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The Changing Role of the Catholic Church in Latin America

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´╗┐NAME OF STUDENT: NIKITA PARDESI STUDENT I.D #: 806006486 TITLE OF PAPER: The Changing Role of the Catholic Church in Latin America The Catholic Church is inextricably linked to the political, social and cultural roots of Latin America. However, as often acknowledged in international relations scholarship, the role of the Catholic Church has changed significantly over time and continues to evolve in Latin American society. Whilst it is acknowledged that various academic conceptualizations of Latin America may be provided, for the purposes of this paper, it is simply defined as the countries of the South and Central American mainland where Spanish or Portuguese is the official language and it also includes the countries of Cuba and the Dominican Republic. The overarching aim of this paper is to paint a general picture of how the role and the influence of the Catholic Church in Latin America have changed significantly since the period of colonization. Consequently, this paper firstly aims to discuss the role of the Catholic Church during the age of conquest by focusing mainly on Spanish and Portuguese imperial agenda and the destruction of indigenous religions. The traditional role of the Catholic Church is discussed in terms of the colonial period and the relatively intimate relationship between the Church and the State. Secondly, this paper aims to discuss liberation theology as illustrative of the growing awareness that the traditional role and values of the Catholic Church are substantially inadequate when addressing social issues prevalent in Latin America, particularly that of poverty eradication. ...read more.


Liberation theology is a political movement within the Catholic Church that seeks to promote social justice by addressing poverty and underdevelopment of the poor. Liberation theology as well as, to a great extent, the Medellin and Puebla Conferences, represent the recognition of the failure of the orthodox Catholic Church in dealing with the social issues of the poor.[11] Liberation theology was significantly founded on Marxist insights as it highlighted the class structure in Latin America that was perpetuated by the State and the institution of the Church. Instead of focusing on religious doctrine that emphasized success and rewards in the afterlife, it emphasized instead the need to achieve success and development in the present life. Therefore, it advocated preparing the poor with the necessary skills to bring them out of poverty. In an effort to pursue its objectives, Christian Based Communities were set up in rural areas in order to train peasants with skills considered helpful in their economic advancement.[12] However, this new movement created some friction within the Catholic Church itself as reflected by its rejection of the Marxist claim of class struggle by the Congregation of the Doctrine of the Faith. Consequently, liberation theology reflected a transformation and a new radical branch in the Catholic Church. It is illustrative of the degree to which the changing socio-economic landscape impacts the nature of institutions. The growing concern for poverty creates an ideological fracture within the traditional institution of the Church that prioritizes human and social justice. ...read more.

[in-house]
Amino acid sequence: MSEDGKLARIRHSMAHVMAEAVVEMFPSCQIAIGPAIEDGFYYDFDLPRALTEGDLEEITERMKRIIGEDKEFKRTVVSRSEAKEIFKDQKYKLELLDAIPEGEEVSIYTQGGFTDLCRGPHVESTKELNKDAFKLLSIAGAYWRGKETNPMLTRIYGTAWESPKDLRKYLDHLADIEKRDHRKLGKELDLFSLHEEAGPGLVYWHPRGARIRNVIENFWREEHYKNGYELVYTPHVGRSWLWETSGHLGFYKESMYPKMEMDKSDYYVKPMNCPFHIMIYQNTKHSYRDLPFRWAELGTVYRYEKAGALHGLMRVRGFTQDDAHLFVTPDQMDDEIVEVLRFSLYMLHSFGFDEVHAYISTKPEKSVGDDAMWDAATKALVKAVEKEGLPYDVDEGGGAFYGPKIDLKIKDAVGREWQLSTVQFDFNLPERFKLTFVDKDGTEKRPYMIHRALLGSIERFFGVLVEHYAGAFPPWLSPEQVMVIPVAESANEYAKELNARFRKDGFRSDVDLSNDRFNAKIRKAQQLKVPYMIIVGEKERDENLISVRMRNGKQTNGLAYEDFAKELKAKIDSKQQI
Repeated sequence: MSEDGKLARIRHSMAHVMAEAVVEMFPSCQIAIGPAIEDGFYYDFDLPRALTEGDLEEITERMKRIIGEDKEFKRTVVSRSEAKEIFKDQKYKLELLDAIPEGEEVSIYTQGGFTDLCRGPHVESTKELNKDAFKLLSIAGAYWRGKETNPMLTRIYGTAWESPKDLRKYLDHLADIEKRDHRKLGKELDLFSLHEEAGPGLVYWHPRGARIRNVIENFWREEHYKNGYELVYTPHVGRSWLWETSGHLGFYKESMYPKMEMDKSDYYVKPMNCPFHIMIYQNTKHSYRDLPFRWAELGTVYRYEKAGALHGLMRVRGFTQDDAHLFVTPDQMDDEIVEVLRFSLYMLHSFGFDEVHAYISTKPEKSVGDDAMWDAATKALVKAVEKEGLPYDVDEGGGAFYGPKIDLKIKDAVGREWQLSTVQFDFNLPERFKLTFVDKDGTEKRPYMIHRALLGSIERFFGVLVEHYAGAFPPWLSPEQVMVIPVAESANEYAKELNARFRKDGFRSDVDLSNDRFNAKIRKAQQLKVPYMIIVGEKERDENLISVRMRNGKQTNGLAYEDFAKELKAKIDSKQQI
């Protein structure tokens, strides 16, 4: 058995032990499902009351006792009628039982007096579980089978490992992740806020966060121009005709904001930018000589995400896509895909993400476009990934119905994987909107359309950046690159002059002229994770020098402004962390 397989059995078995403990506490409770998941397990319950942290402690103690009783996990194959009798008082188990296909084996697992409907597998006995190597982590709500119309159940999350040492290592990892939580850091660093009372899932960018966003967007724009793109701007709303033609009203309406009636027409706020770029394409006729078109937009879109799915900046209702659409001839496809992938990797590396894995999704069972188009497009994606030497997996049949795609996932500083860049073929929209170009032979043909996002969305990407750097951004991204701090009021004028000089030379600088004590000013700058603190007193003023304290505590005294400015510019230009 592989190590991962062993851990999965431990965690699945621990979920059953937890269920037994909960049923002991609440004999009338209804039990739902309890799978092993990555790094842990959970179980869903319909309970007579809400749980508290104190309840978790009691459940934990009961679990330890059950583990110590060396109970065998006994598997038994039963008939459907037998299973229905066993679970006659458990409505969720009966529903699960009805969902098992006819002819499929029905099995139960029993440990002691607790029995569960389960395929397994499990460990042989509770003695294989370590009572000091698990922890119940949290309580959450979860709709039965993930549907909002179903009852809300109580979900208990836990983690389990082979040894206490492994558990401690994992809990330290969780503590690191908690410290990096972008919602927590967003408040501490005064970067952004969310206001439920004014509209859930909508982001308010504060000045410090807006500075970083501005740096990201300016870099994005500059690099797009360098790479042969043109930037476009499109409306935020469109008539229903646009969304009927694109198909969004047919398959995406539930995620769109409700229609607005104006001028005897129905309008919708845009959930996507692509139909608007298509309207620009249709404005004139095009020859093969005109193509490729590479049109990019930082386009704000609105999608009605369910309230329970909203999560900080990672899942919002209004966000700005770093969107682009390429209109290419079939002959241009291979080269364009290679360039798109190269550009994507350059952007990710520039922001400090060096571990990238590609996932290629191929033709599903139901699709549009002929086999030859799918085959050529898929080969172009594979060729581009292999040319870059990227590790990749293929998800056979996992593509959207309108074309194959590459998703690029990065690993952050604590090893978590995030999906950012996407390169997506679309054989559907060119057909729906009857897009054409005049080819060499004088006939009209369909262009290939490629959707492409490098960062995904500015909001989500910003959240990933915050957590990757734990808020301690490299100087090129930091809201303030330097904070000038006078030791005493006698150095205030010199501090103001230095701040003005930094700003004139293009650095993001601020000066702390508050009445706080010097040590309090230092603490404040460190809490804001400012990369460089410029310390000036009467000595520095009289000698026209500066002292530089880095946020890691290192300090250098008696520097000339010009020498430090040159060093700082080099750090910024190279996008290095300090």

Marx and Durkeim attribute this phenomenon to modernization and urbanization as they posit that religion becomes increasingly futile in modernized society. However, the Catholic Church still maintains an important social and cultural role in Latin America in terms of individual identity. It also plays an important pacifying role in some aspects of the social and political landscape as reflected by its role in the Chiapas movement in Mexico. Therefore, to a significant extent, the modern role of the institution of the Catholic Church is arguably that of a civil society organization in the sense that it assists the government and society in addressing and resolving social and economic issues. The role of the Catholic Church has changed significantly since the age of conquest. The age of conquest and the period of colonization represented the dominance of the Catholic Church in the political, social and cultural spheres of Latin American society. However, in sharp contrast the power of the Catholic Church in dictating the established order has significantly declined. It is acknowledged that the Church?s declining influence varies to different degrees among Latin American countries. However, the general overarching trend across Latin America is the declining influence of the Catholic Church, especially as it relates to laws, policies, social norms and social dynamics. The main driving forces behind the declining role of the Catholic Church is the changing nature of society itself due to the influences of globalization, democracy and religious pluralism. ...read more.

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